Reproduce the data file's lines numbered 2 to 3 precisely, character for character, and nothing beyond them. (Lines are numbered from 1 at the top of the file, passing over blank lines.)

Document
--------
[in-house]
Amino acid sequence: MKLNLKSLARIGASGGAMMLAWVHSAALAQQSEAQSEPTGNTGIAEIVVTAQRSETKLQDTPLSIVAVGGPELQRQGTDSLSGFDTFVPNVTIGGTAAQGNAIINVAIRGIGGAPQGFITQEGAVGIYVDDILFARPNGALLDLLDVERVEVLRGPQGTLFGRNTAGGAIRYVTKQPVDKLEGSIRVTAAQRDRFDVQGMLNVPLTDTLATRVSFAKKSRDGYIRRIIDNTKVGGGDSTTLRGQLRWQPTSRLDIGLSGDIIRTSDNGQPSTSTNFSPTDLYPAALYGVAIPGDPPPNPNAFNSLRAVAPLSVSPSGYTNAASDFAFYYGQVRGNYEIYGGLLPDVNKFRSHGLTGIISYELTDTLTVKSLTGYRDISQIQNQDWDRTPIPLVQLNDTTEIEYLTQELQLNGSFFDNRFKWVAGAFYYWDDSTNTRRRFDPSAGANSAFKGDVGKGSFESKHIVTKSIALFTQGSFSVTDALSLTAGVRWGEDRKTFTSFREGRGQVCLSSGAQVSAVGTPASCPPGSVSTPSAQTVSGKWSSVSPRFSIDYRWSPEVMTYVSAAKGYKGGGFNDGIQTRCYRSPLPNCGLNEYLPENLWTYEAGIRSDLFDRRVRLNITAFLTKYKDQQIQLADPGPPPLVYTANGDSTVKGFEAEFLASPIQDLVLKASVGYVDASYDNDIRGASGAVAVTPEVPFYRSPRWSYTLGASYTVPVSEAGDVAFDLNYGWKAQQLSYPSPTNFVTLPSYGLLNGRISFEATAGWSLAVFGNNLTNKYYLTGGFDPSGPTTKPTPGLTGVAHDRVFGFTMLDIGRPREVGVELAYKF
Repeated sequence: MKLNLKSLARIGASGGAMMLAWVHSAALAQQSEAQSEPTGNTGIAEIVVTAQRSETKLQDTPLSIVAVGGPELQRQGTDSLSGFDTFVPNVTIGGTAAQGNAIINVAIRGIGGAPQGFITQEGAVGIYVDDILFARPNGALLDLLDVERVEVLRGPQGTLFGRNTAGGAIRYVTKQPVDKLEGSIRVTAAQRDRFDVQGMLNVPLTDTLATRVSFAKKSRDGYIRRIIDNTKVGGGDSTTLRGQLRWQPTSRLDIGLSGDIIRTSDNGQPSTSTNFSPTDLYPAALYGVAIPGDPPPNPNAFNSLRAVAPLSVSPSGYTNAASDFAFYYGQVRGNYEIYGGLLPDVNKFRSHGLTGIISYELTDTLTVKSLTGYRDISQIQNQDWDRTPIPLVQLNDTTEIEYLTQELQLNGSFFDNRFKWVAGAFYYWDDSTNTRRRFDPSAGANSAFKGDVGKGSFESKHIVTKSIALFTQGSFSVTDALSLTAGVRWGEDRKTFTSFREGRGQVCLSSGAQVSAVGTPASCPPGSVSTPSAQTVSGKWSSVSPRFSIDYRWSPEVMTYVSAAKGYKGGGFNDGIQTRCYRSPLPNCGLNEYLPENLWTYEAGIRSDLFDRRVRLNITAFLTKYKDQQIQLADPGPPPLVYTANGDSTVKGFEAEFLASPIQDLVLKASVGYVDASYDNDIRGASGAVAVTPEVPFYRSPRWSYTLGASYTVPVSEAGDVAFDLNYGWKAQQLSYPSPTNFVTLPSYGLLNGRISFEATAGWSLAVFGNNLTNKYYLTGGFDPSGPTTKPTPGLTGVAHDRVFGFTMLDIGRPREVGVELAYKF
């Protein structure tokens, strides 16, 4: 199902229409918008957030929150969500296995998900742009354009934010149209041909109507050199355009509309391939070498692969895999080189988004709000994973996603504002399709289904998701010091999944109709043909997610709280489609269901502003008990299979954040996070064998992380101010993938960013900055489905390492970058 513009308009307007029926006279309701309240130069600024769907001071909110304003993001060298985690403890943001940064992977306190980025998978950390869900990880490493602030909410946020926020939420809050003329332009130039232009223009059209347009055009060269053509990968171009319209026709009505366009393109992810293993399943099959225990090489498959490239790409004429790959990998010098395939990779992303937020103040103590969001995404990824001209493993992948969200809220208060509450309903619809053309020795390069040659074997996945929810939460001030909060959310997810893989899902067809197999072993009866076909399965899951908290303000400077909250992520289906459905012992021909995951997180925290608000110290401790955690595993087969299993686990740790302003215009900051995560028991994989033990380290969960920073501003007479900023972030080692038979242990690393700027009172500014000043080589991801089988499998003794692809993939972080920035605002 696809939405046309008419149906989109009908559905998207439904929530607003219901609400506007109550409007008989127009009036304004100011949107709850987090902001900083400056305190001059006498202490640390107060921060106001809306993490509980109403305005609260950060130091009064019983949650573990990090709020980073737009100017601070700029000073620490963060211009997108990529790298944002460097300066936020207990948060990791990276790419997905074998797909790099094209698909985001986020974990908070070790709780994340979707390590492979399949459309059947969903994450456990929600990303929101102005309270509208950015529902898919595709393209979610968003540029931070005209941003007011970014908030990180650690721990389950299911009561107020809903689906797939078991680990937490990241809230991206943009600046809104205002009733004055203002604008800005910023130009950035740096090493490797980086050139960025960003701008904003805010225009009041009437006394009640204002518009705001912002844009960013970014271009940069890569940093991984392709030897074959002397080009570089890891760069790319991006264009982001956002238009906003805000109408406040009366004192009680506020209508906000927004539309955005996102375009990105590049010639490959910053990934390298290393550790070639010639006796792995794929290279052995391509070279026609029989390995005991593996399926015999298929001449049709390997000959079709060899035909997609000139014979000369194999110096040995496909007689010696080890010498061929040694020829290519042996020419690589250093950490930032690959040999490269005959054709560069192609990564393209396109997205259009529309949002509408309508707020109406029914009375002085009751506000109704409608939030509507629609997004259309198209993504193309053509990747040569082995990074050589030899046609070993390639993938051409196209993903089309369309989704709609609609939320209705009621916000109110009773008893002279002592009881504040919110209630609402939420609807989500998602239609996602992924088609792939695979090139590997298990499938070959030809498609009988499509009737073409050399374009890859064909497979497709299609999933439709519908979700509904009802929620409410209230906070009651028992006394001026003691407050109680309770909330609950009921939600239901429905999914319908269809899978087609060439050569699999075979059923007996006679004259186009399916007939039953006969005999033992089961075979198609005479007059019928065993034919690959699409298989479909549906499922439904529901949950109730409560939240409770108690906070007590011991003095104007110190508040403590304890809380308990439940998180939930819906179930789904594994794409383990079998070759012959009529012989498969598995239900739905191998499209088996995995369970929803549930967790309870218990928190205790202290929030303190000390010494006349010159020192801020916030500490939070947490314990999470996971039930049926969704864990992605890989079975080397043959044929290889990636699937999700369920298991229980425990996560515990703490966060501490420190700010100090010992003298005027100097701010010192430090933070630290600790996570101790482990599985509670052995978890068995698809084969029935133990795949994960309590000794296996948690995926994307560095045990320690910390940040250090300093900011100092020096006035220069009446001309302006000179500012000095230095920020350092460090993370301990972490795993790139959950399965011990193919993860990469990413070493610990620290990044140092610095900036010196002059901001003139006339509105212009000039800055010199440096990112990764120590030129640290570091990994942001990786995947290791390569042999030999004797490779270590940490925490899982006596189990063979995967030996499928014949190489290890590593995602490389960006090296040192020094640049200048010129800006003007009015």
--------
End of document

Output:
Amino acid sequence: MKLNLKSLARIGASGGAMMLAWVHSAALAQQSEAQSEPTGNTGIAEIVVTAQRSETKLQDTPLSIVAVGGPELQRQGTDSLSGFDTFVPNVTIGGTAAQGNAIINVAIRGIGGAPQGFITQEGAVGIYVDDILFARPNGALLDLLDVERVEVLRGPQGTLFGRNTAGGAIRYVTKQPVDKLEGSIRVTAAQRDRFDVQGMLNVPLTDTLATRVSFAKKSRDGYIRRIIDNTKVGGGDSTTLRGQLRWQPTSRLDIGLSGDIIRTSDNGQPSTSTNFSPTDLYPAALYGVAIPGDPPPNPNAFNSLRAVAPLSVSPSGYTNAASDFAFYYGQVRGNYEIYGGLLPDVNKFRSHGLTGIISYELTDTLTVKSLTGYRDISQIQNQDWDRTPIPLVQLNDTTEIEYLTQELQLNGSFFDNRFKWVAGAFYYWDDSTNTRRRFDPSAGANSAFKGDVGKGSFESKHIVTKSIALFTQGSFSVTDALSLTAGVRWGEDRKTFTSFREGRGQVCLSSGAQVSAVGTPASCPPGSVSTPSAQTVSGKWSSVSPRFSIDYRWSPEVMTYVSAAKGYKGGGFNDGIQTRCYRSPLPNCGLNEYLPENLWTYEAGIRSDLFDRRVRLNITAFLTKYKDQQIQLADPGPPPLVYTANGDSTVKGFEAEFLASPIQDLVLKASVGYVDASYDNDIRGASGAVAVTPEVPFYRSPRWSYTLGASYTVPVSEAGDVAFDLNYGWKAQQLSYPSPTNFVTLPSYGLLNGRISFEATAGWSLAVFGNNLTNKYYLTGGFDPSGPTTKPTPGLTGVAHDRVFGFTMLDIGRPREVGVELAYKF
Repeated sequence: MKLNLKSLARIGASGGAMMLAWVHSAALAQQSEAQSEPTGNTGIAEIVVTAQRSETKLQDTPLSIVAVGGPELQRQGTDSLSGFDTFVPNVTIGGTAAQGNAIINVAIRGIGGAPQGFITQEGAVGIYVDDILFARPNGALLDLLDVERVEVLRGPQGTLFGRNTAGGAIRYVTKQPVDKLEGSIRVTAAQRDRFDVQGMLNVPLTDTLATRVSFAKKSRDGYIRRIIDNTKVGGGDSTTLRGQLRWQPTSRLDIGLSGDIIRTSDNGQPSTSTNFSPTDLYPAALYGVAIPGDPPPNPNAFNSLRAVAPLSVSPSGYTNAASDFAFYYGQVRGNYEIYGGLLPDVNKFRSHGLTGIISYELTDTLTVKSLTGYRDISQIQNQDWDRTPIPLVQLNDTTEIEYLTQELQLNGSFFDNRFKWVAGAFYYWDDSTNTRRRFDPSAGANSAFKGDVGKGSFESKHIVTKSIALFTQGSFSVTDALSLTAGVRWGEDRKTFTSFREGRGQVCLSSGAQVSAVGTPASCPPGSVSTPSAQTVSGKWSSVSPRFSIDYRWSPEVMTYVSAAKGYKGGGFNDGIQTRCYRSPLPNCGLNEYLPENLWTYEAGIRSDLFDRRVRLNITAFLTKYKDQQIQLADPGPPPLVYTANGDSTVKGFEAEFLASPIQDLVLKASVGYVDASYDNDIRGASGAVAVTPEVPFYRSPRWSYTLGASYTVPVSEAGDVAFDLNYGWKAQQLSYPSPTNFVTLPSYGLLNGRISFEATAGWSLAVFGNNLTNKYYLTGGFDPSGPTTKPTPGLTGVAHDRVFGFTMLDIGRPREVGVELAYKF